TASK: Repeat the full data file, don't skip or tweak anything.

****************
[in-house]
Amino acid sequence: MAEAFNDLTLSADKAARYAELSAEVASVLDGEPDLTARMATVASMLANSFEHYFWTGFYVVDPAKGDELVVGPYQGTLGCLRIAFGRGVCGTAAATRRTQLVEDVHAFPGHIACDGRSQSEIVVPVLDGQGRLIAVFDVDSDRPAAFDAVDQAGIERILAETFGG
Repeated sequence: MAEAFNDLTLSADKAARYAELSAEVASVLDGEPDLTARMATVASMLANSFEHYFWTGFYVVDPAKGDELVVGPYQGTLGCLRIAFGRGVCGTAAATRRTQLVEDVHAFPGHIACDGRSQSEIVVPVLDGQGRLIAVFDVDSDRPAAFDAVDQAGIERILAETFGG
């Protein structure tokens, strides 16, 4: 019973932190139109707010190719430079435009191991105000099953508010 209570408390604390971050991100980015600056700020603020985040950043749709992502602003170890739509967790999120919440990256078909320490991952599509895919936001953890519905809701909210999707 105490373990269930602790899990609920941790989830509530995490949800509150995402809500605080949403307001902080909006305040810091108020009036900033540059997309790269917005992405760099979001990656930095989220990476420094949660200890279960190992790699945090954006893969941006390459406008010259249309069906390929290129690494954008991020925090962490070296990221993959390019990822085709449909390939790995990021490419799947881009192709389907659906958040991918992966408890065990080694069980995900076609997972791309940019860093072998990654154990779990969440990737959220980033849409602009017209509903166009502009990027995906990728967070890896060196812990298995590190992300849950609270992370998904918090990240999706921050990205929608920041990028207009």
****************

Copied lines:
[in-house]
Amino acid sequence: MAEAFNDLTLSADKAARYAELSAEVASVLDGEPDLTARMATVASMLANSFEHYFWTGFYVVDPAKGDELVVGPYQGTLGCLRIAFGRGVCGTAAATRRTQLVEDVHAFPGHIACDGRSQSEIVVPVLDGQGRLIAVFDVDSDRPAAFDAVDQAGIERILAETFGG
Repeated sequence: MAEAFNDLTLSADKAARYAELSAEVASVLDGEPDLTARMATVASMLANSFEHYFWTGFYVVDPAKGDELVVGPYQGTLGCLRIAFGRGVCGTAAATRRTQLVEDVHAFPGHIACDGRSQSEIVVPVLDGQGRLIAVFDVDSDRPAAFDAVDQAGIERILAETFGG
């Protein structure tokens, strides 16, 4: 019973932190139109707010190719430079435009191991105000099953508010 209570408390604390971050991100980015600056700020603020985040950043749709992502602003170890739509967790999120919440990256078909320490991952599509895919936001953890519905809701909210999707 105490373990269930602790899990609920941790989830509530995490949800509150995402809500605080949403307001902080909006305040810091108020009036900033540059997309790269917005992405760099979001990656930095989220990476420094949660200890279960190992790699945090954006893969941006390459406008010259249309069906390929290129690494954008991020925090962490070296990221993959390019990822085709449909390939790995990021490419799947881009192709389907659906958040991918992966408890065990080694069980995900076609997972791309940019860093072998990654154990779990969440990737959220980033849409602009017209509903166009502009990027995906990728967070890896060196812990298995590190992300849950609270992370998904918090990240999706921050990205929608920041990028207009």